Re: Attitude problems
Susan Ganther (susan@GIBBS.OIT.UNC.EDU)
Fri, 6 May 1994 23:05:48 -0400
Claudia, try not to take it personally. It is perfectly normal for a
youth group to want to make their leader the center of attention during a
water balloon attack. Are you sure you are really having a problem with
the girls, are or you being put on the defensive by another adult who
thinks you are too soft? Different leaders have different styles, and
you need to be able to feel comfortable with your own style. It is more
important to be consistent than to seek some ideal which we let others
influence our definition of.
If they chronically complain about the activities, then take them aside
one on one and invite them to plan an activity that they think everyone
would enjoy. They may have a few good ideas that with a little guidance
could be fun. If they come up empty, they may find a new appreciation for
the fact that you come up something week after week.
Personally, on reflecting about my own days as a Girl Scout, I found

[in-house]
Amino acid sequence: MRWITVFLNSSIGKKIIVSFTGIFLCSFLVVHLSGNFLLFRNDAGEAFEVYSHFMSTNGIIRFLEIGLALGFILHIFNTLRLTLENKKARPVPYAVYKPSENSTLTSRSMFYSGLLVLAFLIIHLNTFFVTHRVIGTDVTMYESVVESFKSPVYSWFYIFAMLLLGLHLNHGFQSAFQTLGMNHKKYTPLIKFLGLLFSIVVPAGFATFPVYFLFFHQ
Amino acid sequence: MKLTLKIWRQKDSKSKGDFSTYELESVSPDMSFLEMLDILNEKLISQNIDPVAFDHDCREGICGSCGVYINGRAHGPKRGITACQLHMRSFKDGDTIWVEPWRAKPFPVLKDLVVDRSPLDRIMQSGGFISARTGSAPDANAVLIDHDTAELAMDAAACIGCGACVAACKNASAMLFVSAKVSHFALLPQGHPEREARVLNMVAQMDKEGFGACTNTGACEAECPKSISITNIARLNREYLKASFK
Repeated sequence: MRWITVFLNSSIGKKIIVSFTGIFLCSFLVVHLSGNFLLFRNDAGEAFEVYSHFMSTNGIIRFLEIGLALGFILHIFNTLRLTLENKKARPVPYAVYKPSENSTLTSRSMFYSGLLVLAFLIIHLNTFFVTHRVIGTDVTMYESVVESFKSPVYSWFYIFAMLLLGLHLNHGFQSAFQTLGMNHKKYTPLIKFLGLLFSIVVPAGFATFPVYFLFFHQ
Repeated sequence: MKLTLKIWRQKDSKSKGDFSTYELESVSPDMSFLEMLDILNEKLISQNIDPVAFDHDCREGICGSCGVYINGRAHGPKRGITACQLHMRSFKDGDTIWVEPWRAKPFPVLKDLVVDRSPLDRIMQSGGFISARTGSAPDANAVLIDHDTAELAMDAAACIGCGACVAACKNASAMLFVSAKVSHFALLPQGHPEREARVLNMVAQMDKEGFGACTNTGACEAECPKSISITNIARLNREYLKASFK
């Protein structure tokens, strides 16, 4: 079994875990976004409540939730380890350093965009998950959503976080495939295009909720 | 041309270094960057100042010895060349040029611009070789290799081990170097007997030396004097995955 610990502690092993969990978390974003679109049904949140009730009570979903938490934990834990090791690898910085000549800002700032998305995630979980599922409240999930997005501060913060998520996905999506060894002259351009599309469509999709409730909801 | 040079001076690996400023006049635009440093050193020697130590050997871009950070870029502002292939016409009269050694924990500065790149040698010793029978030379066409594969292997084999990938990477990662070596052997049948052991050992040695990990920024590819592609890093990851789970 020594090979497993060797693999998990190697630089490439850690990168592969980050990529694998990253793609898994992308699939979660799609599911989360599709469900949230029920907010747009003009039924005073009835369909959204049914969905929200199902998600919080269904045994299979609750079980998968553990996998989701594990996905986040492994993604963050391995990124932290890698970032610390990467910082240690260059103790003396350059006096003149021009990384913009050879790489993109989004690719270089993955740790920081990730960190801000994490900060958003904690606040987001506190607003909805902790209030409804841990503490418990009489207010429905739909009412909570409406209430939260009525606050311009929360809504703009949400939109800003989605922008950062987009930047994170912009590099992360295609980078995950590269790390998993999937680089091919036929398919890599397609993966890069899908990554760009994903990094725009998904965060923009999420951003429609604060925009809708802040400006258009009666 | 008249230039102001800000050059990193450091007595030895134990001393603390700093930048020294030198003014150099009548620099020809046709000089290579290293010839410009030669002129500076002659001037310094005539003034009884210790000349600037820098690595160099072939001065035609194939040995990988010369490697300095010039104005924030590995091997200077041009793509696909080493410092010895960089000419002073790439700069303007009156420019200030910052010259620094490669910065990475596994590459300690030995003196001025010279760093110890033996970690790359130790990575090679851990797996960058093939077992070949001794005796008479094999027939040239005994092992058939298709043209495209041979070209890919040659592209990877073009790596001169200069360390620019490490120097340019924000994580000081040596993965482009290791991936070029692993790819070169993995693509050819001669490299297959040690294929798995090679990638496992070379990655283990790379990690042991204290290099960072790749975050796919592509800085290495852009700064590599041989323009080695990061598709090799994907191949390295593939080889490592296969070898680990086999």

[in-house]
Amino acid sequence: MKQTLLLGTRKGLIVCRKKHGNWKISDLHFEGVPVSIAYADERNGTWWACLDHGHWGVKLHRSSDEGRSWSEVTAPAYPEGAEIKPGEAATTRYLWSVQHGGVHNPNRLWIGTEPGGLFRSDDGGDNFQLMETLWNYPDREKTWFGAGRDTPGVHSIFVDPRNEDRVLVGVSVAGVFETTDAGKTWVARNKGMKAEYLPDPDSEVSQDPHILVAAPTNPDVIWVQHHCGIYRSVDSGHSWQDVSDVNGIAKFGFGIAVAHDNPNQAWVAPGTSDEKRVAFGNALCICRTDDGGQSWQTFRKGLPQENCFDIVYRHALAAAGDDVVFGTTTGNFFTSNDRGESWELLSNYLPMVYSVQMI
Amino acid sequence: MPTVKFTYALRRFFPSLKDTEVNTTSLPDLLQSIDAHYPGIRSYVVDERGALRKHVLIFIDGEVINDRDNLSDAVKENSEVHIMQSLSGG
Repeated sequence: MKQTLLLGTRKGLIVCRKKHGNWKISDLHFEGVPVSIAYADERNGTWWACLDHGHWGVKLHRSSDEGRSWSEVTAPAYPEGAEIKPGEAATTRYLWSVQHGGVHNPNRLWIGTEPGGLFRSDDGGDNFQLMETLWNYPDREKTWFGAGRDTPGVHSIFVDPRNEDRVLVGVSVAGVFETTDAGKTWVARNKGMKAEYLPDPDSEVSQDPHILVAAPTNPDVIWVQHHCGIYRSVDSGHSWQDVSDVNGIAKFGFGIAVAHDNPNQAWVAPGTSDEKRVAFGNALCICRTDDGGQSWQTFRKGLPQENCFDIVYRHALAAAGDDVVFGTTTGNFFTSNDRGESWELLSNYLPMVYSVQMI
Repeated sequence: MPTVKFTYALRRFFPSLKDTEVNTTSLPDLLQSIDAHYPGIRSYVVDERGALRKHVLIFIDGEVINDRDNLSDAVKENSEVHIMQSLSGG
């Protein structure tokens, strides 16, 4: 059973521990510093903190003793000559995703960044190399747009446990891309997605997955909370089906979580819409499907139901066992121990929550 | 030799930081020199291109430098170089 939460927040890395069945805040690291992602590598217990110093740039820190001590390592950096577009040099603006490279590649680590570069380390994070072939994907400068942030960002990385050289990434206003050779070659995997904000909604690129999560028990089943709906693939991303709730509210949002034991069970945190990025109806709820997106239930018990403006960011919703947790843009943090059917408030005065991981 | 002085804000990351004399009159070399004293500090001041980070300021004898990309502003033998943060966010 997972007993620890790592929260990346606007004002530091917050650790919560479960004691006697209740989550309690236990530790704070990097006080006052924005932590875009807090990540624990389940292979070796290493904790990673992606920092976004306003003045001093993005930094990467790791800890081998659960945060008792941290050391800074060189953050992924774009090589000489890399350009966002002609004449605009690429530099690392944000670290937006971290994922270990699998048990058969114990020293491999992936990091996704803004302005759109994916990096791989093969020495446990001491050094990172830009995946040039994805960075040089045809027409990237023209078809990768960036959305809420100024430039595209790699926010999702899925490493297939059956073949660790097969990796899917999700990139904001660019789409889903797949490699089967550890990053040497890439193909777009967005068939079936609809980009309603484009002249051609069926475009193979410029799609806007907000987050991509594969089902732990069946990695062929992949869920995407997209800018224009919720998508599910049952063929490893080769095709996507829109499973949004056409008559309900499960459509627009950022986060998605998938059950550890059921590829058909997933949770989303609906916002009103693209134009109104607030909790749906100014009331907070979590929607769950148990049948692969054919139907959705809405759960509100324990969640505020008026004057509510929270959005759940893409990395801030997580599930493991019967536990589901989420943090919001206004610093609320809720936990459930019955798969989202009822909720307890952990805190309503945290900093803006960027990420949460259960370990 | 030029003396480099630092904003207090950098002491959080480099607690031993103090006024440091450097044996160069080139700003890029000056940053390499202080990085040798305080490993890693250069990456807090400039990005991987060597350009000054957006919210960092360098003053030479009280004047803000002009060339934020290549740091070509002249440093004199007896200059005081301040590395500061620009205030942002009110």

the meetings to be a real bore. I went to them because I had to if I
wanted to be able to go on the outings or to summer camp. I had no
interest in advancement whatsoever, in fact there is an old merit badge
sash in my drawer, but I couldn't tell you if it is mine, my sister's or
my mother's, but I loved to be in the field and could tell you just about
everything our troop ever did outdoors.
Just having meetings out of doors a short hike into the woods from the
usual site made meetings more exciting for me.
Try to find out what these girls stay in Scouting for, they must have
some reason or they would just drop out. Once you know what they come
for, it should be easy to keep them happy, even if they won't admit to it ;-)
Yours in Scouting, Susan
Terry Howerton Sakima Group, Inc. SCOUTER Magazine Kansas City